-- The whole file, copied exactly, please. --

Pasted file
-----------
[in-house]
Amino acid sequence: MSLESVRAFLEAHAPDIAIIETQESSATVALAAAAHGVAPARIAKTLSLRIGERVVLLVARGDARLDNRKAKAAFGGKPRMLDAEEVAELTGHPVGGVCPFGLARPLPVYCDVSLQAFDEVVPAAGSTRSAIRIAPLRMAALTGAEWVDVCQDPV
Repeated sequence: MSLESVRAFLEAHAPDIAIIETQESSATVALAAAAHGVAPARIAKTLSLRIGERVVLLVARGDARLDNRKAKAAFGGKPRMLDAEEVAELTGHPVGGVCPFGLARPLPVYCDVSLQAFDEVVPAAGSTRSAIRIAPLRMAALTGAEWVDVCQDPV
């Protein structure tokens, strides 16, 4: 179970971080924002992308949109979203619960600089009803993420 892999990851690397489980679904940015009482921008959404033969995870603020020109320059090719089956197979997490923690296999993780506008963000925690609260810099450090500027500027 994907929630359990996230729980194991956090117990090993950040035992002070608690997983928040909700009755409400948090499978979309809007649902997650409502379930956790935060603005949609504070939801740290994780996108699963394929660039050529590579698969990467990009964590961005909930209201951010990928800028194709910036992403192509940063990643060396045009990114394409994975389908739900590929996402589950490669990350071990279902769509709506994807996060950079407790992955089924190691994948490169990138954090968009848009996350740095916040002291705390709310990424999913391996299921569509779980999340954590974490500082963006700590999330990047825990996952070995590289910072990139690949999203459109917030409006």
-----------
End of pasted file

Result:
[in-house]
Amino acid sequence: MSLESVRAFLEAHAPDIAIIETQESSATVALAAAAHGVAPARIAKTLSLRIGERVVLLVARGDARLDNRKAKAAFGGKPRMLDAEEVAELTGHPVGGVCPFGLARPLPVYCDVSLQAFDEVVPAAGSTRSAIRIAPLRMAALTGAEWVDVCQDPV
Repeated sequence: MSLESVRAFLEAHAPDIAIIETQESSATVALAAAAHGVAPARIAKTLSLRIGERVVLLVARGDARLDNRKAKAAFGGKPRMLDAEEVAELTGHPVGGVCPFGLARPLPVYCDVSLQAFDEVVPAAGSTRSAIRIAPLRMAALTGAEWVDVCQDPV
């Protein structure tokens, strides 16, 4: 179970971080924002992308949109979203619960600089009803993420 892999990851690397489980679904940015009482921008959404033969995870603020020109320059090719089956197979997490923690296999993780506008963000925690609260810099450090500027500027 994907929630359990996230729980194991956090117990090993950040035992002070608690997983928040909700009755409400948090499978979309809007649902997650409502379930956790935060603005949609504070939801740290994780996108699963394929660039050529590579698969990467990009964590961005909930209201951010990928800028194709910036992403192509940063990643060396045009990114394409994975389908739900590929996402589950490669990350071990279902769509709506994807996060950079407790992955089924190691994948490169990138954090968009848009996350740095916040002291705390709310990424999913391996299921569509779980999340954590974490500082963006700590999330990047825990996952070995590289910072990139690949999203459109917030409006």